Introducing Cohorts

Today marks the launch of Cohorts, a service of Ad Hoc that allows us to conduct incisive research with groups of relevant people to make government digital services work better for all. There are two components to Cohorts — finding the right people and conducting the right research.

On the people side, we have a system for recruiting, managing, and rewarding Cohorts members. The software we built is based on the Kimball project from the Smart Chicago Collaborative. My Ad Hoc colleague Chris Gansen and I created Kimball back in 2012 to support the launch of the CUTGroup, which was a new model for UX testing, digital skills development, and community engagement in civic tech. We forked the code for Kimball, modified it for Cohorts, and re-published it as open source.

On the research side, Cohorts is at the center of our growing user research practice. Our full-time researchers, along with our partners and clients, conduct interviews with Americans all over the country about broad topics like Veterans and their health, clinicians and quality measures, and specific interface questions around the text on a login screen. We do this work in the context of large projects for our existing clients, and we also offer smaller, research-only engagements.

When we invented CUTGroup for Smart Chicago, we sought to establish “sustained, meaningful collaboration with residents around the data and technology”. My colleagues and I came to see it as a new model for UX testing, digital skills development, and community engagement in civic tech, and we published a book describing the methods in detail. The CUTGroup work continues at Smart Chicago with Kyla Williams as interim executive director and Sonja Marziano running CUTGroup with her own vision. They are spreading their work across the country.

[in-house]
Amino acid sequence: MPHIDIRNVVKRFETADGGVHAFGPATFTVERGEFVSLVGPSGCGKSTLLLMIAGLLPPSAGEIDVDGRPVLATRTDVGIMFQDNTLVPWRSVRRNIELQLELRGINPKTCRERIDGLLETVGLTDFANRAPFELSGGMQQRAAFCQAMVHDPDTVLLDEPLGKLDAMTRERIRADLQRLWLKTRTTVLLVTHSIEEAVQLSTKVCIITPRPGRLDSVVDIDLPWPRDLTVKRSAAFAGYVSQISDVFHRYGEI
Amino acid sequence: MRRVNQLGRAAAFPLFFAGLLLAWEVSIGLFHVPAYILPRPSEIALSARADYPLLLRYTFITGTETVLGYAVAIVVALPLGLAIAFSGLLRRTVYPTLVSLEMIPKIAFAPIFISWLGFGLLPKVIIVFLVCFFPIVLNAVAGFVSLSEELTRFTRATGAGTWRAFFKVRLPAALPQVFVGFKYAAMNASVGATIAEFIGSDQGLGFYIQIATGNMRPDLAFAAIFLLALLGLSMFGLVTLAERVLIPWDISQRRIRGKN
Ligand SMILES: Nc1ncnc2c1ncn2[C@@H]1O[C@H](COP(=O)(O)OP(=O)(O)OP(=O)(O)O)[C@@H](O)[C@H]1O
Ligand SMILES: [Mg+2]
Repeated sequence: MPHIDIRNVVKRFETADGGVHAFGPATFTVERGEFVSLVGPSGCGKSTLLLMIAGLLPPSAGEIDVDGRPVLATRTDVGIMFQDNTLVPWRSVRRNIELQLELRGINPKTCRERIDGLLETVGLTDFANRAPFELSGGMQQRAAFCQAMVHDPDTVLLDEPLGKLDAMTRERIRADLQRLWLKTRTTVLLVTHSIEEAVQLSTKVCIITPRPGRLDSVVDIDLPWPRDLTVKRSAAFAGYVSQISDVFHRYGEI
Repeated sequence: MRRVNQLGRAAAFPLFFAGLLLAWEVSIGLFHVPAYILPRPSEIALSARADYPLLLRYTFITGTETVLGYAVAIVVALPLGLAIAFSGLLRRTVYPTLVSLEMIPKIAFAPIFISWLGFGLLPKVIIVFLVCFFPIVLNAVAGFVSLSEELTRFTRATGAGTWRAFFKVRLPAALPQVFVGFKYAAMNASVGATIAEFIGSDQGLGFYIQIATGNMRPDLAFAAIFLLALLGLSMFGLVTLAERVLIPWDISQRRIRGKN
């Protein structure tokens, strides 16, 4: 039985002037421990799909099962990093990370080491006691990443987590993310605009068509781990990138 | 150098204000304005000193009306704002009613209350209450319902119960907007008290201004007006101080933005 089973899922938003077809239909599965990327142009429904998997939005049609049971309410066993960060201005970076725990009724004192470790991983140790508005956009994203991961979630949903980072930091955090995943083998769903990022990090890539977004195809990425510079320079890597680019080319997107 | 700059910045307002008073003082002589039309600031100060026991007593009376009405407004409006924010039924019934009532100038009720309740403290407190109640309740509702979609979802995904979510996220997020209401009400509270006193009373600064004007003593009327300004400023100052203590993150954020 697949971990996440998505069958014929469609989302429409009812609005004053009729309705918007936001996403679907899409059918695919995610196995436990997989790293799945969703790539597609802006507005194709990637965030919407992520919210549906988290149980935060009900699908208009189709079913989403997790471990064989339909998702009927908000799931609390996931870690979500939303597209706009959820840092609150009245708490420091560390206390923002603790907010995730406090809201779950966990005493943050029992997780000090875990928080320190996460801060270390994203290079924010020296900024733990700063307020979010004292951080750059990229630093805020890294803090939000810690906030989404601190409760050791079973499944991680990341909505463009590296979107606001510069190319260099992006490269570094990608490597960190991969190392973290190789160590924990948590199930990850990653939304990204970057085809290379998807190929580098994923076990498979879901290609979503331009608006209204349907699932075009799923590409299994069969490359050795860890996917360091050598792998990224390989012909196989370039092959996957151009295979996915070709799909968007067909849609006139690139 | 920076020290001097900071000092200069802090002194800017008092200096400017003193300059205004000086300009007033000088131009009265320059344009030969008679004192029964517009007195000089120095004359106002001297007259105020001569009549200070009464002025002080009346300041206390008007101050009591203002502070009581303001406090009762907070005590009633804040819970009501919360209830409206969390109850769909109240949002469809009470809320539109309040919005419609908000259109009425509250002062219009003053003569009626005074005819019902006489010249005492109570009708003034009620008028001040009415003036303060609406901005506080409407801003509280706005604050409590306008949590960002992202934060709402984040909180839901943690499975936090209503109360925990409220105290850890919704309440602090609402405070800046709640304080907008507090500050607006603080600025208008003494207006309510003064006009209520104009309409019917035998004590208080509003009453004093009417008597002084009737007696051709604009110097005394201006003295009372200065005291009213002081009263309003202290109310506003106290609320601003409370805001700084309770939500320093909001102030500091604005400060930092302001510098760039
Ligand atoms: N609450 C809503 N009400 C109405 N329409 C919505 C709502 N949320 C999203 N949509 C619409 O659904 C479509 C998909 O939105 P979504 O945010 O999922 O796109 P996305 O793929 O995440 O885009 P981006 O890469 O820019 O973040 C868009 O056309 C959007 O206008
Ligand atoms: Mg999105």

Here at Ad Hoc, with Cohorts, we’re seeking to solve different problems:

  • How to source relevant people to give feedback on government websites that serve millions of people
  • How to support long-term development projects that evolve dozens of products over the course of multi-year contracts with shifting business rules
  • How to help grow and sustain an independent user research practice through software that serves the unique needs of a set of professional researchers
  • How to allow product owners across federal, state, and local governments improve human-centered design with quick sprints of research that are not tied to large engineering projects run by Ad Hoc

We need your help. There are a number of ways you can help us launch Cohorts:

  • Sign up for Cohorts and encourage others to do the same. We are looking for people who encounter and interact with government and their digital services regularly in their daily lives and find themselves frustrated by the experience.
  • If you work in government helping to create digital services and are attending SXSW, we’d love to talk to you about our user research service. Come meet us at the panel, How Digital Identity is Enabling Access to the VA. 3:30PM – 4:30PM at the Hilton. Ad Hoc CEO Greg Gershman will be on that panel. Or you can just hit up Greg, Dan, or Leanna
  • Share Cohorts on Facebook especially with Veterans and medical professionals. We have immediate research needs around people who receive veterans benefits and submit quality care data to CMS.

More to come on the team, the software, and the processes behind Cohorts.